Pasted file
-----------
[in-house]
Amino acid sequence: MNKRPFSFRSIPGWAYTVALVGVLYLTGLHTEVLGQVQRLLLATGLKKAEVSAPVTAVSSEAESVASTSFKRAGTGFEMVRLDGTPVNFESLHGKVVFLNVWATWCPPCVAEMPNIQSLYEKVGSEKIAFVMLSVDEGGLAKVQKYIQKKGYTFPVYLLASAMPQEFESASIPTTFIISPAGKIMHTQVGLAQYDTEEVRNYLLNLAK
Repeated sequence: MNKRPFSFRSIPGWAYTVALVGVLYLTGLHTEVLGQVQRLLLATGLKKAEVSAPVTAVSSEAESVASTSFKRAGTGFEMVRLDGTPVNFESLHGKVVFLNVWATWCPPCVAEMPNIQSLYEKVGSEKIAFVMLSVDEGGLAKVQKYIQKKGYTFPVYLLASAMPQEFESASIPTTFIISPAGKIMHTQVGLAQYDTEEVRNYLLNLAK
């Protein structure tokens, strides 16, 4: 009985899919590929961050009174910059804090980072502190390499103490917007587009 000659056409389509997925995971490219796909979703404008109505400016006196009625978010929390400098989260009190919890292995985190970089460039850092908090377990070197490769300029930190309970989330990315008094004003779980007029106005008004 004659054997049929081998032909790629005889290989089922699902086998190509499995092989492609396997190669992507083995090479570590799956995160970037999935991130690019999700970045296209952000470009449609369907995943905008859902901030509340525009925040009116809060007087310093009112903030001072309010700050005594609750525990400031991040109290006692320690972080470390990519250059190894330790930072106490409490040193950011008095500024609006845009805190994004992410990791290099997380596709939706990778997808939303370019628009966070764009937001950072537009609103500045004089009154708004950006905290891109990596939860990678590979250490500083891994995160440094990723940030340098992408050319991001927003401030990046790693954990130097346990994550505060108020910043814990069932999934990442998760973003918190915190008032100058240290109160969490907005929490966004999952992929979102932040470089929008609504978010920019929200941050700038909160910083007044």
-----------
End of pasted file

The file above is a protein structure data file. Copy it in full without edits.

[in-house]
Amino acid sequence: MNKRPFSFRSIPGWAYTVALVGVLYLTGLHTEVLGQVQRLLLATGLKKAEVSAPVTAVSSEAESVASTSFKRAGTGFEMVRLDGTPVNFESLHGKVVFLNVWATWCPPCVAEMPNIQSLYEKVGSEKIAFVMLSVDEGGLAKVQKYIQKKGYTFPVYLLASAMPQEFESASIPTTFIISPAGKIMHTQVGLAQYDTEEVRNYLLNLAK
Repeated sequence: MNKRPFSFRSIPGWAYTVALVGVLYLTGLHTEVLGQVQRLLLATGLKKAEVSAPVTAVSSEAESVASTSFKRAGTGFEMVRLDGTPVNFESLHGKVVFLNVWATWCPPCVAEMPNIQSLYEKVGSEKIAFVMLSVDEGGLAKVQKYIQKKGYTFPVYLLASAMPQEFESASIPTTFIISPAGKIMHTQVGLAQYDTEEVRNYLLNLAK
């Protein structure tokens, strides 16, 4: 009985899919590929961050009174910059804090980072502190390499103490917007587009 000659056409389509997925995971490219796909979703404008109505400016006196009625978010929390400098989260009190919890292995985190970089460039850092908090377990070197490769300029930190309970989330990315008094004003779980007029106005008004 004659054997049929081998032909790629005889290989089922699902086998190509499995092989492609396997190669992507083995090479570590799956995160970037999935991130690019999700970045296209952000470009449609369907995943905008859902901030509340525009925040009116809060007087310093009112903030001072309010700050005594609750525990400031991040109290006692320690972080470390990519250059190894330790930072106490409490040193950011008095500024609006845009805190994004992410990791290099997380596709939706990778997808939303370019628009966070764009937001950072537009609103500045004089009154708004950006905290891109990596939860990678590979250490500083891994995160440094990723940030340098992408050319991001927003401030990046790693954990130097346990994550505060108020910043814990069932999934990442998760973003918190915190008032100058240290109160969490907005929490966004999952992929979102932040470089929008609504978010920019929200941050700038909160910083007044």